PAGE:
Premier Mountain Wildflower mix is designed to do exceptionally well in the mountain areas in Canada. This mix consists of 17 species, 40% annuals and 60% biennials or perennials, which means the mix will give colour the first year and prosper for many years following. Approximate height: 36 - 48 inches.
Coastal Wildflower Mix with Hard Fescue
75% Hard Fescue
25% Coastal Wildflower Mix
Low Grow Mix with Hard Fescue
75% Hard Fescue
25% Low Grow Wildflower Mix
Wildflower Planting Tips
When selecting a proper site for your wildflowers, pay close attention to the existing vegetation. If you have a site that has been used for a garden or a large open flowerbed, establishment will be easier. Your site should receive at least six hours a day of full sunshine. Try to avoid wet areas or low areas that may have accumulated weed seeds. These areas will promote weed growth that may compete with your wildflowers.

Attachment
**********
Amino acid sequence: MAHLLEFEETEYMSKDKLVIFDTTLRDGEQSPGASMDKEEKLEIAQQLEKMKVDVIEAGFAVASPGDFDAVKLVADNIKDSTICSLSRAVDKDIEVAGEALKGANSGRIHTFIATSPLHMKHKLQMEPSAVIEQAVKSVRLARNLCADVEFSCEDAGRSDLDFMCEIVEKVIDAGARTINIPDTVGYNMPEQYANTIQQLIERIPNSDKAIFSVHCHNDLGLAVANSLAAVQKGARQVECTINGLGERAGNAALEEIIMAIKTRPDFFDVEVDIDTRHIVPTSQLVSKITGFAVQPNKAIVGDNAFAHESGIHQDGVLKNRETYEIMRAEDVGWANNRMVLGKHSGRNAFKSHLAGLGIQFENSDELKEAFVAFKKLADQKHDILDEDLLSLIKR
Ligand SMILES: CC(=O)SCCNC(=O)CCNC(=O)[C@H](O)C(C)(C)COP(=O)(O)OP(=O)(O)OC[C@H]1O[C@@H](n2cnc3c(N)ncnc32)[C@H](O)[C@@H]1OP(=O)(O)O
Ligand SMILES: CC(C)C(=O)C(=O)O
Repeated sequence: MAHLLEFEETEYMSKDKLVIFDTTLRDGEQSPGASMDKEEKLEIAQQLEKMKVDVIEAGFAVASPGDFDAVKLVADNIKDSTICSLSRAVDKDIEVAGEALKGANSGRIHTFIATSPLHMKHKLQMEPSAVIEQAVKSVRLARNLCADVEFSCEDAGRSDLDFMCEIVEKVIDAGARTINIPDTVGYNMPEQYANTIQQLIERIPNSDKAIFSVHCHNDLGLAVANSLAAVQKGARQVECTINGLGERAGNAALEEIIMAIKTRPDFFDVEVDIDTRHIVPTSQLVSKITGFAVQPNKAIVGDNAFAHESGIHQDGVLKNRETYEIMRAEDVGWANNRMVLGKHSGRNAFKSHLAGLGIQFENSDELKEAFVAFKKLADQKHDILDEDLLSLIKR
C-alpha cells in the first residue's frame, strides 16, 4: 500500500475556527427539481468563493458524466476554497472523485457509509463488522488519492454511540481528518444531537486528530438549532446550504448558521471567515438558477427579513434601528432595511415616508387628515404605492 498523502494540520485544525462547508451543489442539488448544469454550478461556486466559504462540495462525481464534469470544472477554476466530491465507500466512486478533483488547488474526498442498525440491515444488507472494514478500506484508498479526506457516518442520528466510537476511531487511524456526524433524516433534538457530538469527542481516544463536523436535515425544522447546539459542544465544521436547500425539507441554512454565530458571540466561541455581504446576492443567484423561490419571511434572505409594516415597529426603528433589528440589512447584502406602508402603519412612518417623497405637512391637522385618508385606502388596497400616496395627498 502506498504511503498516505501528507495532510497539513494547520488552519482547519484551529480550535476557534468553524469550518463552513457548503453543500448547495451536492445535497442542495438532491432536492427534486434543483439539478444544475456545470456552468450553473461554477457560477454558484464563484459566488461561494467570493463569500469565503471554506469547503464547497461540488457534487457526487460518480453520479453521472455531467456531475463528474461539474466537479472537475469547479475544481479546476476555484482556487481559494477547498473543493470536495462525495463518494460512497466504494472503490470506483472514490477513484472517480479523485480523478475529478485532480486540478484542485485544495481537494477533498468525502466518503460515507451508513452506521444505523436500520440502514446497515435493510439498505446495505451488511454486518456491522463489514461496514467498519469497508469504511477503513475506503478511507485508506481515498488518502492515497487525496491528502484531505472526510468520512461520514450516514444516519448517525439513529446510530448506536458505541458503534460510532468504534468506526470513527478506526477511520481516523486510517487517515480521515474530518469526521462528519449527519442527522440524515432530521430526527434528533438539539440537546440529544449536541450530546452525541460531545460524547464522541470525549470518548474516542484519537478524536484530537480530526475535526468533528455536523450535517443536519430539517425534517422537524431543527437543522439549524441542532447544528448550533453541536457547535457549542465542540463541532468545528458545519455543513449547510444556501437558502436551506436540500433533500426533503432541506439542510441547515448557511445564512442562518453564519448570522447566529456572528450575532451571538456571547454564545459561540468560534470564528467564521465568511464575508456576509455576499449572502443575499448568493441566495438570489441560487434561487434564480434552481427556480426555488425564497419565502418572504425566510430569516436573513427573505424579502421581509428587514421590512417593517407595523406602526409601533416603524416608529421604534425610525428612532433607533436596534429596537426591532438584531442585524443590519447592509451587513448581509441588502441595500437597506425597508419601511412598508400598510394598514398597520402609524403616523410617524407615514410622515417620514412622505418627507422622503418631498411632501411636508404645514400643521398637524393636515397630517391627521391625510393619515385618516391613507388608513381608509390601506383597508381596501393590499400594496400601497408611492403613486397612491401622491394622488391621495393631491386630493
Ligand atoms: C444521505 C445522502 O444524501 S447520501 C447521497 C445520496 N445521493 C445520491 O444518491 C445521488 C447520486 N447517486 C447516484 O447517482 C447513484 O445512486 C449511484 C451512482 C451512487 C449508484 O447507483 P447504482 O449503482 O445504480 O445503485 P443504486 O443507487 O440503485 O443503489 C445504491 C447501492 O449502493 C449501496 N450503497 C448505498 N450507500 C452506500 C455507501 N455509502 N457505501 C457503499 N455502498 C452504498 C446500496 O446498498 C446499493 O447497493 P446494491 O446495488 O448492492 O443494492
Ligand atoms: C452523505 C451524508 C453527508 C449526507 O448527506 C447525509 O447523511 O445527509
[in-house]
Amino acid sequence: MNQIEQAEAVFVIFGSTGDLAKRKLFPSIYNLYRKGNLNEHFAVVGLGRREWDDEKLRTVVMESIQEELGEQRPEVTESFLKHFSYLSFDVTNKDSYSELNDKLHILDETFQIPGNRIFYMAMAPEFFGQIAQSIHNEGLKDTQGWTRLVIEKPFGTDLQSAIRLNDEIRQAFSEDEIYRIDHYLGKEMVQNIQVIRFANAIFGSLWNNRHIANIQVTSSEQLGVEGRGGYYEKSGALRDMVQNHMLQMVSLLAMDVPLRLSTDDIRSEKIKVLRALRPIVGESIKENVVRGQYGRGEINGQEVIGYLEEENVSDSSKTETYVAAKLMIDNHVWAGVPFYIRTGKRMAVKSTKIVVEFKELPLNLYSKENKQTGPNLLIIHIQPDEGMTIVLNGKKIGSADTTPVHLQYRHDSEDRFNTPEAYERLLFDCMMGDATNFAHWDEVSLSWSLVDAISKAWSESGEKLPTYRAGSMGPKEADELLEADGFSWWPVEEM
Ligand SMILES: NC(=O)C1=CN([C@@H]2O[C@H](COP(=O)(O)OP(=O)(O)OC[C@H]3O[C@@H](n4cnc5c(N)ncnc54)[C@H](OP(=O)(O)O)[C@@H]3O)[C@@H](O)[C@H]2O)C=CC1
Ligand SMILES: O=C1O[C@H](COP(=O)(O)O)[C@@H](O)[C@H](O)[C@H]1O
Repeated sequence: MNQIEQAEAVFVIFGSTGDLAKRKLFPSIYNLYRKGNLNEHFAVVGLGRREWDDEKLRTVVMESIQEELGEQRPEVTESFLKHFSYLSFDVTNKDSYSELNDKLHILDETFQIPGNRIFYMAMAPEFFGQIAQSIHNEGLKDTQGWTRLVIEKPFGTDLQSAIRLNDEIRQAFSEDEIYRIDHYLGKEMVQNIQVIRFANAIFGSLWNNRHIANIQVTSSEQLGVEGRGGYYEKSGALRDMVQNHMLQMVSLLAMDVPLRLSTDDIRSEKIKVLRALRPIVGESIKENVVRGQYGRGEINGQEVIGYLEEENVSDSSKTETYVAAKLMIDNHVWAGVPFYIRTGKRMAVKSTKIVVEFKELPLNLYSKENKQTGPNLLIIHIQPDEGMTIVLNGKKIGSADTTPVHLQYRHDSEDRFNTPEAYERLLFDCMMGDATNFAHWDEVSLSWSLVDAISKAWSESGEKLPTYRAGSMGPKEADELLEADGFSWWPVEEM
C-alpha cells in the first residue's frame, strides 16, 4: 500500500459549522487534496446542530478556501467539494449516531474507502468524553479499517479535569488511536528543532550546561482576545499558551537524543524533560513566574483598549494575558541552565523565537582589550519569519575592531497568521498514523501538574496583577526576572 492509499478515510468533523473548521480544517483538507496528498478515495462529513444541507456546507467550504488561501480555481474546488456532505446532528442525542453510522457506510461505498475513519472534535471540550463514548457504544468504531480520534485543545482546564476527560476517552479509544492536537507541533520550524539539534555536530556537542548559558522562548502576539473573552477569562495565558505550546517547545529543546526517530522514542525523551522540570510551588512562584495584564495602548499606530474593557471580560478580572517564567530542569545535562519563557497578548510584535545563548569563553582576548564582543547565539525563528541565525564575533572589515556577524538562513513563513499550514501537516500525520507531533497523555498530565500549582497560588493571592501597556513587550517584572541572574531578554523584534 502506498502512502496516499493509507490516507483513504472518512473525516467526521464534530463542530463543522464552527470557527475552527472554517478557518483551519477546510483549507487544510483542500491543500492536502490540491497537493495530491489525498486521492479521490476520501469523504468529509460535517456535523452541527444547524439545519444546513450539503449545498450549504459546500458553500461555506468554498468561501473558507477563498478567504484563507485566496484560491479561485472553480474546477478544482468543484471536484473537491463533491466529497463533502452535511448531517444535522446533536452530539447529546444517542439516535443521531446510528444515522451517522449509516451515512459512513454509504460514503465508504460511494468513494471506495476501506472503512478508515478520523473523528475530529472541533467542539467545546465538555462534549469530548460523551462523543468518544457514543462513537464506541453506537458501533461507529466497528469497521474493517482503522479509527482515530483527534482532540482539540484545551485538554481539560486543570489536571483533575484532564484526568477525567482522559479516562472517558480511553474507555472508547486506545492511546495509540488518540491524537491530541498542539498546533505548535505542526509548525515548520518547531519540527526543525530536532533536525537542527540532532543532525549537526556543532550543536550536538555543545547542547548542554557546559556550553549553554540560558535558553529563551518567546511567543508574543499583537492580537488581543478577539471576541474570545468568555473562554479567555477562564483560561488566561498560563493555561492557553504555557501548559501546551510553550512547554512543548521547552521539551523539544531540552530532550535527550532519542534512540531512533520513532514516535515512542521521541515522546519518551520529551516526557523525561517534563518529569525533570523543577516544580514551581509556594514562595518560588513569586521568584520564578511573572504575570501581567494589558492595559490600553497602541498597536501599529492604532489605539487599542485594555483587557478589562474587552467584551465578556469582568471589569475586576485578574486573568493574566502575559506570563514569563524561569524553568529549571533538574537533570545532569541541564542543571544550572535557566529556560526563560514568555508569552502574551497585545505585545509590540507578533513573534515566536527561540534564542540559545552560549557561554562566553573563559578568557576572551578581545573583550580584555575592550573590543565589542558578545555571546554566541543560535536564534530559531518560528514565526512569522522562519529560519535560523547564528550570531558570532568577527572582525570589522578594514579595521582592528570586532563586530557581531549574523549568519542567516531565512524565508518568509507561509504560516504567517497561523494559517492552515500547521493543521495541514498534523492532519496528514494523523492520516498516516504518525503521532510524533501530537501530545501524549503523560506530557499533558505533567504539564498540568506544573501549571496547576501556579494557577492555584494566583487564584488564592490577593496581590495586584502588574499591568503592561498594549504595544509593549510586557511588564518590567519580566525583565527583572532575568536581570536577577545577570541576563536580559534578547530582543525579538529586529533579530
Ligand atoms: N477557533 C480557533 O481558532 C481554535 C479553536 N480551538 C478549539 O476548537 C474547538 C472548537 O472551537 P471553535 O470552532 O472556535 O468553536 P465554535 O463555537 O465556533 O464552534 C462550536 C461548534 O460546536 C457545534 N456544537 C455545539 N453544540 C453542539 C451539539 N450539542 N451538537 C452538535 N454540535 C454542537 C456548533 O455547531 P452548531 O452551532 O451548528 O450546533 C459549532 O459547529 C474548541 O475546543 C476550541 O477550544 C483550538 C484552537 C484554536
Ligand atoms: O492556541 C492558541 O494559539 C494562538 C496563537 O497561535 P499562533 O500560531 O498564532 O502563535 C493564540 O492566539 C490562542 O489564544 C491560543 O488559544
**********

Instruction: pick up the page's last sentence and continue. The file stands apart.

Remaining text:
To ensure success, preparing your site properly is imperative. If the site has existing vegetation, it must be controlled before planting. This may be a lengthy process. Be sure to start early enough to allow for proper planting time. The most successful method is with the use of non-selective herbicides such as Round-Up. Apply the herbicide following the label recommendations when the vegetation is actively growing. After ten days - two weeks, mow and rake up the dead material.
If the site is heavily compacted, shallow tillage is needed. Avoid deeply disturbing the soil as this will bring up more dormant weed seeds. If soil does not require tillage, rake the soil to loosen the top one to two inches. Water the site for an additional week to help germinate the new application. If the use of herbicides in not desired, weeds may be controlled by the tillage. Repeated tillage throughout the growing season will provide some weed control. Other methods such as hand pulling or close mowing may also have some success.